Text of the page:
# Question #aa745

Nov 4, 2017

$\text{6.0 mL}$

#### Explanation:

Assuming that your goal here is to perform a $1 : 10$ dilution of the sample, then you can say that the ratio that exists between the volume of the diluted solution and the volume of the stock solution must be equal to the dilution factor.

In other words, for any dilution, the dilution factor tells you the ratio between the volume of the diluted solution and the volume of the stock solution.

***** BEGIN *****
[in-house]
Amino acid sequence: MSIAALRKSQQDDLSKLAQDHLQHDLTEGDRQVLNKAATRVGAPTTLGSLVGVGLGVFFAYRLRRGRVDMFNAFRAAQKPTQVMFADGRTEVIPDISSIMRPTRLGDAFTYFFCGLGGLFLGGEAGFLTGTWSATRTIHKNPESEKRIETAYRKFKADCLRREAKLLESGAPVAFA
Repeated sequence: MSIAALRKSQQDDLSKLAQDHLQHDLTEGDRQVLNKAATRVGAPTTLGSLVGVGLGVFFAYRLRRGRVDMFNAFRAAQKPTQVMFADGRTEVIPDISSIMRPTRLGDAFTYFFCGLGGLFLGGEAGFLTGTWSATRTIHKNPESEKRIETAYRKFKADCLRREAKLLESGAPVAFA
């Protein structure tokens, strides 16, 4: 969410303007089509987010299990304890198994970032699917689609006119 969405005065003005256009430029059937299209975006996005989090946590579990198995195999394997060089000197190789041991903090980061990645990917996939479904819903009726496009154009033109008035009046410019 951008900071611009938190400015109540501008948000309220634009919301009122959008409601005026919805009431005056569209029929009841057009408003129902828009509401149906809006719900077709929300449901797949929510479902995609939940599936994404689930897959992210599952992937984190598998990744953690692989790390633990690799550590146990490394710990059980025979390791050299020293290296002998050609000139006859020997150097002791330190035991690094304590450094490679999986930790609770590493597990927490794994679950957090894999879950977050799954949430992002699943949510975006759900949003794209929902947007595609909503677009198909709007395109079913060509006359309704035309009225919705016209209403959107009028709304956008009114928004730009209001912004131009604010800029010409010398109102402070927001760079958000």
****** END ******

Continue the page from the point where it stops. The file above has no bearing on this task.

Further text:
$\text{DF" = V_"diluted"/V_"stock}$

So in order to perform a $1 : 10$ dilution, you need to have a dilution factor equal to $10$. This implies that you will have

${V}_{\text{diluted" = "DF" * V_"stock}}$

${V}_{\text{diluted" = 10 * "0.60 mL}}$

$\textcolor{\mathrm{da} r k g r e e n}{\underline{\textcolor{b l a c k}{{V}_{\text{diluted" = "6.0 mL}}}}}$

I'll leave the answer rounded to two sig figs

This means that in order to perform this dilution, you need to add enough water to the $\text{0.60-mL}$ sample to get its volume to $\text{6.0 mL}$.